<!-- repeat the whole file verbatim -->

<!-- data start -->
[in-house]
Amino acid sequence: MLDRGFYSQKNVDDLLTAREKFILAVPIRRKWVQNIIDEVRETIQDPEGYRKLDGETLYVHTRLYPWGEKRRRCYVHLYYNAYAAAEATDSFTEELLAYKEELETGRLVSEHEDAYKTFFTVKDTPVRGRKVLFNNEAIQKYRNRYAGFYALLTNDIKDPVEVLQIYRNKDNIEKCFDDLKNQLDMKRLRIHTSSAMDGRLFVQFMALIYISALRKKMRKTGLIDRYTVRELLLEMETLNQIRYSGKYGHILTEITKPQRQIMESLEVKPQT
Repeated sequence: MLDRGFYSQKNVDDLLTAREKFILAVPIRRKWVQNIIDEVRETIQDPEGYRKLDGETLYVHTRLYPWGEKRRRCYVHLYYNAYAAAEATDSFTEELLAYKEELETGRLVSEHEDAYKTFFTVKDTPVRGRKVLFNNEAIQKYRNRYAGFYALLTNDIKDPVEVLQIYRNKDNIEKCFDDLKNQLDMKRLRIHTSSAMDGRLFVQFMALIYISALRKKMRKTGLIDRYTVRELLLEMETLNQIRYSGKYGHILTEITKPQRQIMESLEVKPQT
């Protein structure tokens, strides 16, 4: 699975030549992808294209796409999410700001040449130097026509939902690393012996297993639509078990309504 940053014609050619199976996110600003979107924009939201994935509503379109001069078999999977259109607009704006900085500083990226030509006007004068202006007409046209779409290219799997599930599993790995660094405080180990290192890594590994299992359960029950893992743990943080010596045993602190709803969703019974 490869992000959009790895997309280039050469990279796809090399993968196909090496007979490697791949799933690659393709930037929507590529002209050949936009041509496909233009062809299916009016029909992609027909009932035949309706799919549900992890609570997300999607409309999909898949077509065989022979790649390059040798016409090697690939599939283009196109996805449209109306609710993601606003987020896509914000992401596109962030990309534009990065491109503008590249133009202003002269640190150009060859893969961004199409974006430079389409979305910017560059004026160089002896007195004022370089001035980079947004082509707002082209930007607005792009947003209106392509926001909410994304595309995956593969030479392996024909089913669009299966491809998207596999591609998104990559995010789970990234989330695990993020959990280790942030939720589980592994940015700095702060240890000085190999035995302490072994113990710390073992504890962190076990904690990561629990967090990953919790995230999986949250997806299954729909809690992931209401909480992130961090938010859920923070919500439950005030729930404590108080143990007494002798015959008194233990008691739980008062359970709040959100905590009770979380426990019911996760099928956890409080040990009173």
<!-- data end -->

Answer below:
[in-house]
Amino acid sequence: MLDRGFYSQKNVDDLLTAREKFILAVPIRRKWVQNIIDEVRETIQDPEGYRKLDGETLYVHTRLYPWGEKRRRCYVHLYYNAYAAAEATDSFTEELLAYKEELETGRLVSEHEDAYKTFFTVKDTPVRGRKVLFNNEAIQKYRNRYAGFYALLTNDIKDPVEVLQIYRNKDNIEKCFDDLKNQLDMKRLRIHTSSAMDGRLFVQFMALIYISALRKKMRKTGLIDRYTVRELLLEMETLNQIRYSGKYGHILTEITKPQRQIMESLEVKPQT
Repeated sequence: MLDRGFYSQKNVDDLLTAREKFILAVPIRRKWVQNIIDEVRETIQDPEGYRKLDGETLYVHTRLYPWGEKRRRCYVHLYYNAYAAAEATDSFTEELLAYKEELETGRLVSEHEDAYKTFFTVKDTPVRGRKVLFNNEAIQKYRNRYAGFYALLTNDIKDPVEVLQIYRNKDNIEKCFDDLKNQLDMKRLRIHTSSAMDGRLFVQFMALIYISALRKKMRKTGLIDRYTVRELLLEMETLNQIRYSGKYGHILTEITKPQRQIMESLEVKPQT
């Protein structure tokens, strides 16, 4: 699975030549992808294209796409999410700001040449130097026509939902690393012996297993639509078990309504 940053014609050619199976996110600003979107924009939201994935509503379109001069078999999977259109607009704006900085500083990226030509006007004068202006007409046209779409290219799997599930599993790995660094405080180990290192890594590994299992359960029950893992743990943080010596045993602190709803969703019974 490869992000959009790895997309280039050469990279796809090399993968196909090496007979490697791949799933690659393709930037929507590529002209050949936009041509496909233009062809299916009016029909992609027909009932035949309706799919549900992890609570997300999607409309999909898949077509065989022979790649390059040798016409090697690939599939283009196109996805449209109306609710993601606003987020896509914000992401596109962030990309534009990065491109503008590249133009202003002269640190150009060859893969961004199409974006430079389409979305910017560059004026160089002896007195004022370089001035980079947004082509707002082209930007607005792009947003209106392509926001909410994304595309995956593969030479392996024909089913669009299966491809998207596999591609998104990559995010789970990234989330695990993020959990280790942030939720589980592994940015700095702060240890000085190999035995302490072994113990710390073992504890962190076990904690990561629990967090990953919790995230999986949250997806299954729909809690992931209401909480992130961090938010859920923070919500439950005030729930404590108080143990007494002798015959008194233990008691739980008062359970709040959100905590009770979380426990019911996760099928956890409080040990009173």